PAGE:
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Muslim Youths Killed, Mutilated by Christian Rivals in Central African Republic

At least three Muslim youths were killed and mutilated by a Christian militia in the Central African Republic while on their way to play in a reconciliation football game between the two faiths, organizers and a spokesman for the country’s Muslim community said.

“Their sex organs and hearts have been removed,” Muslim community spokesman Ousmane Abakar told Reuters news agency Sunday.

He said the bodies of the boys, from Bangui’s mostly Muslim PK5 neighborhood, had been taken to a mosque in the capital by the community after the attack. Their ages were not known.

Youths in PK5 barricaded the main road in protest, residents said.

The match between Muslim and Christian youths was set up as part of efforts to forge peace between the mostly Muslim Seleka rebels who seized power last year and the rival anti-Bakala Christian militia, after a spiral of intercommunal violence.

Sebastien Wenezoui, a coordinator of the anti-Balaka, condemned the attacks and said 10 youths had been abducted in the incident by a faction of the group from the Boy-Rabe neighborhood.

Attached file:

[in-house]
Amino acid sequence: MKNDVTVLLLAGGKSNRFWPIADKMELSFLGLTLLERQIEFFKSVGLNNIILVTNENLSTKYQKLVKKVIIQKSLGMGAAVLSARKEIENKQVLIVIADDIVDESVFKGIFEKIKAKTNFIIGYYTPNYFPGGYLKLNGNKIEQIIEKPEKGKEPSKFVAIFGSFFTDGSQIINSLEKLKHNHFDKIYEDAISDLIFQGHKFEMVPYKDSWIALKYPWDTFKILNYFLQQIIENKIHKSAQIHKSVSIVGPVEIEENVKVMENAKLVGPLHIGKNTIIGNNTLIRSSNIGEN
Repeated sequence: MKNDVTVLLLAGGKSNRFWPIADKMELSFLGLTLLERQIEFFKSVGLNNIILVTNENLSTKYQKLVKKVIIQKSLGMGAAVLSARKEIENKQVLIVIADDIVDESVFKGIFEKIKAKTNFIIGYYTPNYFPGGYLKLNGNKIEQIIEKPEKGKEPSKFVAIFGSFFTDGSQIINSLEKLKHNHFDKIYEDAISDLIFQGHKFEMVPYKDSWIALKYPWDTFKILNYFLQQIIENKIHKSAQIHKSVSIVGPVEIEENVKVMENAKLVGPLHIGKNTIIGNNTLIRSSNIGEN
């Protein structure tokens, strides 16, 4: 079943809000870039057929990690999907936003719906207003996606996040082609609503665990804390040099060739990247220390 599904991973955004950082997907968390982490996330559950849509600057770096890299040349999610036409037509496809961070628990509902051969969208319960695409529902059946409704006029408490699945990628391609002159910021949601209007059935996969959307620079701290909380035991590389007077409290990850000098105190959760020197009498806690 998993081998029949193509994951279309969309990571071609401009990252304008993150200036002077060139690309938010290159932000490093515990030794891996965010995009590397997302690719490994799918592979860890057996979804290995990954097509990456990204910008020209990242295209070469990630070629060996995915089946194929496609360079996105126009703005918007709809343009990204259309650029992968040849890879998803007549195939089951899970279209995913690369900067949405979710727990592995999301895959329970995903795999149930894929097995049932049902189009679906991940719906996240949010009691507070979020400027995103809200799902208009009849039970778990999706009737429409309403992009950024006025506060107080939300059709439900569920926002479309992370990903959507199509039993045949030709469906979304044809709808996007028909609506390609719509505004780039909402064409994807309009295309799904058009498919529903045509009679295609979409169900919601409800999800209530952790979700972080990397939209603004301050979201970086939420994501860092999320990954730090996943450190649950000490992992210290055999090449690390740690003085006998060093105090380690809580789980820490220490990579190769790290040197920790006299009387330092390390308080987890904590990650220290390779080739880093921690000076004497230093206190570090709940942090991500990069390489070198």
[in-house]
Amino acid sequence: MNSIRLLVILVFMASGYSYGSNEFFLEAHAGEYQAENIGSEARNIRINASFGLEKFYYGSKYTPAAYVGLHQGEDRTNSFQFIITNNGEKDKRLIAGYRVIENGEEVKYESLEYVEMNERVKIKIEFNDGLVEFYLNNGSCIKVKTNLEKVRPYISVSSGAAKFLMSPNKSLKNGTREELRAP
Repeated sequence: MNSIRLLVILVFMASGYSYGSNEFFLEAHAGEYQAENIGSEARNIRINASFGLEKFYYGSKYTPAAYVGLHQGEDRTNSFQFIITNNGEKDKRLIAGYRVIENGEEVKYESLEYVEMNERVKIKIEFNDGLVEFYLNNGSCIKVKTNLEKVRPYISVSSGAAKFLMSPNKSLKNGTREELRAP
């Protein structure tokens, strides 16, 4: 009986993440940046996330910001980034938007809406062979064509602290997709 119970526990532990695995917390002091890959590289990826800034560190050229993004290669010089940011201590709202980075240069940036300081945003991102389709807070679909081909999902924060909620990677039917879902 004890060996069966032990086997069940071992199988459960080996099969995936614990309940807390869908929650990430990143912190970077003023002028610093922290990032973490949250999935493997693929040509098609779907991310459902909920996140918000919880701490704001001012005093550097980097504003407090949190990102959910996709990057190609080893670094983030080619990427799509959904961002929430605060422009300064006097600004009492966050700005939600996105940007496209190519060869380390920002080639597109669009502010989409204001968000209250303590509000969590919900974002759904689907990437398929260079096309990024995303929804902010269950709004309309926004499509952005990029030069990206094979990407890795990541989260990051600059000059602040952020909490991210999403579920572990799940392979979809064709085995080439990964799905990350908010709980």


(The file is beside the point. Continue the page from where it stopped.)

“We do not know where the others are,” Wenezoui said. “We strongly condemn these acts. While we are currently working toward peace, others continue to kill.”

Lazare Djader, president of Collectif Urgence 236, the association working to reconcile the communities, said months of work to bring the youths together had been dealt a heavy blow.

“Because of these deaths, I have zero morale. Several months of efforts are lost. I’m trying to calm everyone down, but they are all very angry right now,” Djader said, adding that a non-Muslim youth had also been found killed.

Seleka was forced to relinquish power under international pressure in January, and, since then, Christian militias known as anti-Balaka have mounted widespread attacks on Muslims.

More than 2,000 people have been killed in the violence in the Central African Republic and a million of the country’s 4.5 million¬†people have been forced from their homes despite the presence of several thousand African peacekeepers and European Union and French troops.

The United Nations has warned that the conflict could spiral into genocide.


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